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> I'm currently documenting a product for a client. This product includes
> item names that can be changed to reflect the users' needs. The new
> name appears in printed information, and on all the program's title bars
> and dialog boxes. Unfortunately, this means that the only items not
> reflecting the custom name are the paper manual & the online help.
>What I'm concerned about is the online help, since it always appears to
> be much more of a part of the *program*. My client is worried that
> users will expect to see their changes automatically reflected in the
> help. I'm not so concerned -- I don't think they will, but I don't
> want to bet my record for excellence on that assumption.
> In your experience, do users understand that the help text is not going
> to reflect any custom changes?
Although it is hard to say without seeing the program, I'd have to say that,
unless the end users understand from the start that their version of the program
has been customized (and hence, that some names will be different on the
help screens than on theirs), your client is probably correct that the users
will find the difference troubling.
However, expecting to see their changes magically reflected in the help
is unrealistic. (Of course, most people, computer savvy or not, do believe
in magic, so telling them how unrealistic their expectations are doesn't
Unless, of course, you can provide them with a way to actually incorporate
those local customizations into the help system. I had an idea that since
you probably know what is going to be customized, you might be able to
do that. Here's my thought.
Provide your clients with the source RTF files for the help system as well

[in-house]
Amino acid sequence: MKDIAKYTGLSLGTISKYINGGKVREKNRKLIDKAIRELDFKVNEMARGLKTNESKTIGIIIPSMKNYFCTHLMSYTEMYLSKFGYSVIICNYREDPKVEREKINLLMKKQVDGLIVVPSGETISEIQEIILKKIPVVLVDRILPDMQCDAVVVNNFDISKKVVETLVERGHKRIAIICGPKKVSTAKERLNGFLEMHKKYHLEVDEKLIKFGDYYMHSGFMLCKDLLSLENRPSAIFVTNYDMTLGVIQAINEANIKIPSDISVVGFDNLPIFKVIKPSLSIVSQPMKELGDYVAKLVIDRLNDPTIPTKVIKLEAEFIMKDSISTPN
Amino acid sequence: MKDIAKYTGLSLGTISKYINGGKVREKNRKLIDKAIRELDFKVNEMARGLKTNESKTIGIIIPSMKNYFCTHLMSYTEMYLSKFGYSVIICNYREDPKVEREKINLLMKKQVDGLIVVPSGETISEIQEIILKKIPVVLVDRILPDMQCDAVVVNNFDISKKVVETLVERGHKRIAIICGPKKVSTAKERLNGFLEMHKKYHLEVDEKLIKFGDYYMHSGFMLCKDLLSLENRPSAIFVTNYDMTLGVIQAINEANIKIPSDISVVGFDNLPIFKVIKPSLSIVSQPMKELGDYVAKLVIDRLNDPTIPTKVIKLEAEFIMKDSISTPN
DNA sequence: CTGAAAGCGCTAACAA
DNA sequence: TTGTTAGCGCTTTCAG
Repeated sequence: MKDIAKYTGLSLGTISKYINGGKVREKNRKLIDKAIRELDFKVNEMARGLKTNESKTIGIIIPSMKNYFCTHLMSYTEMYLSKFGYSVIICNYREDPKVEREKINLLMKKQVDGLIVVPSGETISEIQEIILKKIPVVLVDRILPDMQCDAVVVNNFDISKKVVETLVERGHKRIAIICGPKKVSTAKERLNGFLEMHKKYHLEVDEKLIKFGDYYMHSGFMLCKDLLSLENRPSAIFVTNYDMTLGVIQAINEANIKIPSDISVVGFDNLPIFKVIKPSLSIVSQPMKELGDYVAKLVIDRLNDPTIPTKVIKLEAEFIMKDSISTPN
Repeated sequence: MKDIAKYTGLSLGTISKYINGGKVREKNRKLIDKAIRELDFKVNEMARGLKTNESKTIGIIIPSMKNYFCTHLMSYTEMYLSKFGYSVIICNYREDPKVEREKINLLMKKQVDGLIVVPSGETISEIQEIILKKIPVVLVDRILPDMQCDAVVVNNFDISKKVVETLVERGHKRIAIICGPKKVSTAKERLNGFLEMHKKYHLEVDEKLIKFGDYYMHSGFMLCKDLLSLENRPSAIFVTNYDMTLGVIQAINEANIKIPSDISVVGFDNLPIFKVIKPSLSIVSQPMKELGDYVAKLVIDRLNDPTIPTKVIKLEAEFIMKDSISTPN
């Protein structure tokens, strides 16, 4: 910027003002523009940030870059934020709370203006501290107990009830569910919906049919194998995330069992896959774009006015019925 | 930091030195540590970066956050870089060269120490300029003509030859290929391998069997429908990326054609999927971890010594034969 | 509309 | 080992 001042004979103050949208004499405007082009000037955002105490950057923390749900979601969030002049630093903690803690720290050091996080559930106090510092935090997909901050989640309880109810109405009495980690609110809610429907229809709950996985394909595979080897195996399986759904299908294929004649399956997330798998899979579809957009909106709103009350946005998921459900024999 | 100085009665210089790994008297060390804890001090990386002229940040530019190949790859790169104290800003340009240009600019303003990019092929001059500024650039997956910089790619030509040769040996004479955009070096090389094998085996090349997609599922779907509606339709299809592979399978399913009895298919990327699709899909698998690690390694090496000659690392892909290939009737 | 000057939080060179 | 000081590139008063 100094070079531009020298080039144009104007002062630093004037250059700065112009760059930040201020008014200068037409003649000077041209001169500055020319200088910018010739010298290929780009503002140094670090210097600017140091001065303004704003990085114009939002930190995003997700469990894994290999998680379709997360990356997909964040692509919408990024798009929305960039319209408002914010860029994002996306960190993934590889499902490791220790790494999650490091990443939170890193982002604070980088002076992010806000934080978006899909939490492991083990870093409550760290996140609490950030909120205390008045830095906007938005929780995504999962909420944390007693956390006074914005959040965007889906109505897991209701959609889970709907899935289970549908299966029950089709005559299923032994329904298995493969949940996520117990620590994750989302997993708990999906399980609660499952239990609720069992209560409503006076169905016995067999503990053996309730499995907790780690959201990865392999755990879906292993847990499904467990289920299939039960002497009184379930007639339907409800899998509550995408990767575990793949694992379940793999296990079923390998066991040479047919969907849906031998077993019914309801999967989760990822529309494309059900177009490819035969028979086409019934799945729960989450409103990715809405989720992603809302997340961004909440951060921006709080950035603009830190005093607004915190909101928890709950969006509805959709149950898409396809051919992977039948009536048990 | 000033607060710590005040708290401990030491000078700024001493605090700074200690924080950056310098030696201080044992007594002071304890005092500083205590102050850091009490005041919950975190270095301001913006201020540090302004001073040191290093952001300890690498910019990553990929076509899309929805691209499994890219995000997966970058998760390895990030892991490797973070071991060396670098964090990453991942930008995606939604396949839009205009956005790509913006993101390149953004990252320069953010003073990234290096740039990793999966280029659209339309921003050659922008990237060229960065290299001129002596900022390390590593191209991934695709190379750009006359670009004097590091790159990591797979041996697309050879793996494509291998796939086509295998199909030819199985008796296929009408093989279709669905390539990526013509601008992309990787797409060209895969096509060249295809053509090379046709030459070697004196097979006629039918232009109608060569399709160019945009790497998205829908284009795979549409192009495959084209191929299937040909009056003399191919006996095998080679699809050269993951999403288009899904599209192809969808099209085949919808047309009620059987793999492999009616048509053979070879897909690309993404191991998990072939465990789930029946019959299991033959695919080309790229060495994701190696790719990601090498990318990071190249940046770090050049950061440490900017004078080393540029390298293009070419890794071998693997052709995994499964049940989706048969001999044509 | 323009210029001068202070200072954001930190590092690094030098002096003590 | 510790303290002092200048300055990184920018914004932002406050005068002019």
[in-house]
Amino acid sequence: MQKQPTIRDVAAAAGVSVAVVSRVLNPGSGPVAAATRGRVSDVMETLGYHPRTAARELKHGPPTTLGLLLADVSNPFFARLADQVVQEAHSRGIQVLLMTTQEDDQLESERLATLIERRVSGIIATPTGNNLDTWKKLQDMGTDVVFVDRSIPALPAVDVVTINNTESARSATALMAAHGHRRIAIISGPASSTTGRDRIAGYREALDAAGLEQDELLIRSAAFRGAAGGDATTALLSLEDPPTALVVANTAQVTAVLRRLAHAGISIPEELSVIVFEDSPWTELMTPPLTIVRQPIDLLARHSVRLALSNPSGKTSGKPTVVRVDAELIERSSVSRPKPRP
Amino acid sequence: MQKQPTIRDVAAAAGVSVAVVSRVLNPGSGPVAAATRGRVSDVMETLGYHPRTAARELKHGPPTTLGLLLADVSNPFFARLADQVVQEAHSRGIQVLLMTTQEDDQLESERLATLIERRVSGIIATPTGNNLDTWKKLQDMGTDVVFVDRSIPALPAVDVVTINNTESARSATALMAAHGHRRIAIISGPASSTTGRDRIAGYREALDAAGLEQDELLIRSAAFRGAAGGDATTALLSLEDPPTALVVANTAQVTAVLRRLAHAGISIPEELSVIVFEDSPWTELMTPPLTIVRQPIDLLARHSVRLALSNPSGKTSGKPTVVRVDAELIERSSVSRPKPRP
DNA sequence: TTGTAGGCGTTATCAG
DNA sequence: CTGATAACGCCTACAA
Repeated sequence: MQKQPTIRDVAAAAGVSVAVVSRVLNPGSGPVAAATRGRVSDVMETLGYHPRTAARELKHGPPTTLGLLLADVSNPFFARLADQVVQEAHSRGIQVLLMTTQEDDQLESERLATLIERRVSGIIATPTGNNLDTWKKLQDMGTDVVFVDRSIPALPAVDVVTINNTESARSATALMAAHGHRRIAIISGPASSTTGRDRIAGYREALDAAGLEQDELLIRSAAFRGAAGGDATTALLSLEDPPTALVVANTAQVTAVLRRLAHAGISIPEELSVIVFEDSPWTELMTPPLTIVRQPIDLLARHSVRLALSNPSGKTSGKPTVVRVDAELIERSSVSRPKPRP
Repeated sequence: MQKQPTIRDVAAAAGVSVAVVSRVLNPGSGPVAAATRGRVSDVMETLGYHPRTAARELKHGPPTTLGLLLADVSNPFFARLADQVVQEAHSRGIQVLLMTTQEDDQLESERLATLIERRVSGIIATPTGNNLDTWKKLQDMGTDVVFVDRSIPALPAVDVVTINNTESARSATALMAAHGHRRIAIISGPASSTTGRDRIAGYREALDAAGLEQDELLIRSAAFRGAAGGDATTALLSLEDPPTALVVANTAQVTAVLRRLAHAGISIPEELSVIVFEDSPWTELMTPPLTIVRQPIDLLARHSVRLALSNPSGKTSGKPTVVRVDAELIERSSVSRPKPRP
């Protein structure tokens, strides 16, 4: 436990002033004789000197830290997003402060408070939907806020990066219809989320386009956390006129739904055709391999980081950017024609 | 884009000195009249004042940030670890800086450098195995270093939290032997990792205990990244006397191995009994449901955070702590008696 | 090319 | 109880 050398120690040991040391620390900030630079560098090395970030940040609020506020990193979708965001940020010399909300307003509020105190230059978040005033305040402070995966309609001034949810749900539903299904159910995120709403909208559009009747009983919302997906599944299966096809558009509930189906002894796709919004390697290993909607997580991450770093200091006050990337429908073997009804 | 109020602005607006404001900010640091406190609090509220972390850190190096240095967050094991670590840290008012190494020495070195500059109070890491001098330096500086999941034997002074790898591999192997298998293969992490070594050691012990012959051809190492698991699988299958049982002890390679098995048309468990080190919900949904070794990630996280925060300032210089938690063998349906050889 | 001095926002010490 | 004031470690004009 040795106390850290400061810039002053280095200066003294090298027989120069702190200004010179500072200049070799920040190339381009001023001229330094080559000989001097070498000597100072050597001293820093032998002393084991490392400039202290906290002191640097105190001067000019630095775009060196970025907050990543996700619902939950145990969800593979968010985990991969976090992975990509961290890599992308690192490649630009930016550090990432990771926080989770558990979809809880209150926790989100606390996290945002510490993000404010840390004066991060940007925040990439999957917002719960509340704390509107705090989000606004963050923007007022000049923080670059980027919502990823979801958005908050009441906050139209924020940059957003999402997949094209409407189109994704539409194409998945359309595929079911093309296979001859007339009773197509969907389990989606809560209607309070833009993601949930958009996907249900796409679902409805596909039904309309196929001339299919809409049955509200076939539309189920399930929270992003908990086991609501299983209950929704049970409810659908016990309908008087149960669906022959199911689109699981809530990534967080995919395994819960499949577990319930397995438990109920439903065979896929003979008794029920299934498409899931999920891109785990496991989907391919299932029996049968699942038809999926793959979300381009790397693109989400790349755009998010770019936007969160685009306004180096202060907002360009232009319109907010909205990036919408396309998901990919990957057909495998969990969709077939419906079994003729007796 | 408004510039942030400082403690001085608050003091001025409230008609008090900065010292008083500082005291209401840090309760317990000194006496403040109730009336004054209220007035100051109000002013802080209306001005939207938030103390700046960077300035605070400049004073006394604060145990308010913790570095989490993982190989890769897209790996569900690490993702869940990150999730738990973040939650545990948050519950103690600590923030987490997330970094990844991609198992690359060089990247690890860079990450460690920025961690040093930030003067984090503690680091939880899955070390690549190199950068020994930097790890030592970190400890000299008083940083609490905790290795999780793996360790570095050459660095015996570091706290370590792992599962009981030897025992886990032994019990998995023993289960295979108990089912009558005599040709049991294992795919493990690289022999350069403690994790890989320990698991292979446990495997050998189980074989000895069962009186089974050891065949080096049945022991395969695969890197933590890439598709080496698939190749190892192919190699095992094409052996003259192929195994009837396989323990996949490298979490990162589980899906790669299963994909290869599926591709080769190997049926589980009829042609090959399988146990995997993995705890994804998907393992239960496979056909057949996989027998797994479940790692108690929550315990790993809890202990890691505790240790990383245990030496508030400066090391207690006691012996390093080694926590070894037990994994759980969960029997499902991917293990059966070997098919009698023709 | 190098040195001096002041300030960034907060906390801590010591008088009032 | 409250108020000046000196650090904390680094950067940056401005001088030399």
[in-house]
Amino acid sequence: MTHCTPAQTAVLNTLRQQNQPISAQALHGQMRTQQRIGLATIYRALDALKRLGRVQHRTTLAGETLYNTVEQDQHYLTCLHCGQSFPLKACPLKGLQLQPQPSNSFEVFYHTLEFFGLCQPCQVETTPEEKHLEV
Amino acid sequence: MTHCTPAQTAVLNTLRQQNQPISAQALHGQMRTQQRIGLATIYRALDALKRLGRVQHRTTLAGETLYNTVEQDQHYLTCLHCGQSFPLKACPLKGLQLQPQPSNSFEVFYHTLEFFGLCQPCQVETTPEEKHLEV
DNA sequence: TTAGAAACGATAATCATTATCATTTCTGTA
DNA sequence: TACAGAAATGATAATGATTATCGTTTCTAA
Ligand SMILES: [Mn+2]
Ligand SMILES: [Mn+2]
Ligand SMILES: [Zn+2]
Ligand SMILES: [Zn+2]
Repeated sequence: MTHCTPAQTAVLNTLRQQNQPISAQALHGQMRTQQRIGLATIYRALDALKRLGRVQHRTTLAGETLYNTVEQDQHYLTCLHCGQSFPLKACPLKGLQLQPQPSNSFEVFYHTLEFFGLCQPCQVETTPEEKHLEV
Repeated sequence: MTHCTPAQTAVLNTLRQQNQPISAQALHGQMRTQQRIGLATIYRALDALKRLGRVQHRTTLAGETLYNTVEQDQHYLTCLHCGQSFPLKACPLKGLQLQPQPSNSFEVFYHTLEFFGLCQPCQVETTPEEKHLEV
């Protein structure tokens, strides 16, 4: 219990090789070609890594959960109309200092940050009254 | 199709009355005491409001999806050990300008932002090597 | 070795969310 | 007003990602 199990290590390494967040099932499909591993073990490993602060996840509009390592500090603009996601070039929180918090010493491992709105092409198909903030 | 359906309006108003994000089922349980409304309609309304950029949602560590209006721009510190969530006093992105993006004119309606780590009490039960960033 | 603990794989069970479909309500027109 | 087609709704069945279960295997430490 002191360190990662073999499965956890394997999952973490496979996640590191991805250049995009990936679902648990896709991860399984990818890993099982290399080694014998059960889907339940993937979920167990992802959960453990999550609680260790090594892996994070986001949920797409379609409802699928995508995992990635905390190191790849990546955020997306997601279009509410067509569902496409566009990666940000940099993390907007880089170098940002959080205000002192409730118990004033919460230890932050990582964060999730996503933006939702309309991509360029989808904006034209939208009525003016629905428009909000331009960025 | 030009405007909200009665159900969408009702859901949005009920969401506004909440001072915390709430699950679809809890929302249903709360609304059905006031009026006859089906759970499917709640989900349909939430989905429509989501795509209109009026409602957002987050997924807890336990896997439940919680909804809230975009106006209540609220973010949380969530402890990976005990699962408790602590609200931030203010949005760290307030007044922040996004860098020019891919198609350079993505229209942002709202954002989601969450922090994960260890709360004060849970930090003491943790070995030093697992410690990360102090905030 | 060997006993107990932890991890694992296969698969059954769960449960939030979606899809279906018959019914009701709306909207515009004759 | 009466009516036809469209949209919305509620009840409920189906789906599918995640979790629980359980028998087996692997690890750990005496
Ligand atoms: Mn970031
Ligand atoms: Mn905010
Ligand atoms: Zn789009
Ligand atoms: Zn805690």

as copies of the help compiler. (Licensing might or might not be an issue
there. I think the compiler can be downloaded free from CompuServe et al
so you could always give them directions on where to find it.) Where resources
will have customizable names, you don't use the standard, or default, name. You
use a variable. For example, in place of the title bar name for my email screen,
I might put "&tb-email-mainscrn;" Not likely to be a regular part of the text
anywhere else and easy to identify.
Then you have somebody in your company build a little utility front end where
they get the name of the resource (Email main screen title bar) and the
default name in a box that they can replace with the customized version.
When they have finished filling out all the customizations, they click the
button (or something like that) and it a) replaces all those variables in the
RTF, then invokes the help compiler to produce the customized, localized
I have *Absolutely No Idea* how much it would take to develop this. And there
are probably a whole attic full of legal issues attached to the proposal of
turning over the source code for the help system to your customer. However,
it sure could be done, and if tied directly in to whatever system they use
to localize the software itself, could be kinda neat.
Hope this helps.
Director, Electronic Publishing
Logical Design Solutions, Inc.
Email: chet -at- lds -dot- com
Email (home): censign -at- interserv -dot- com
The opinions expressed here are solely my own and do not express the opinions
or policies of Logical Design Solutions.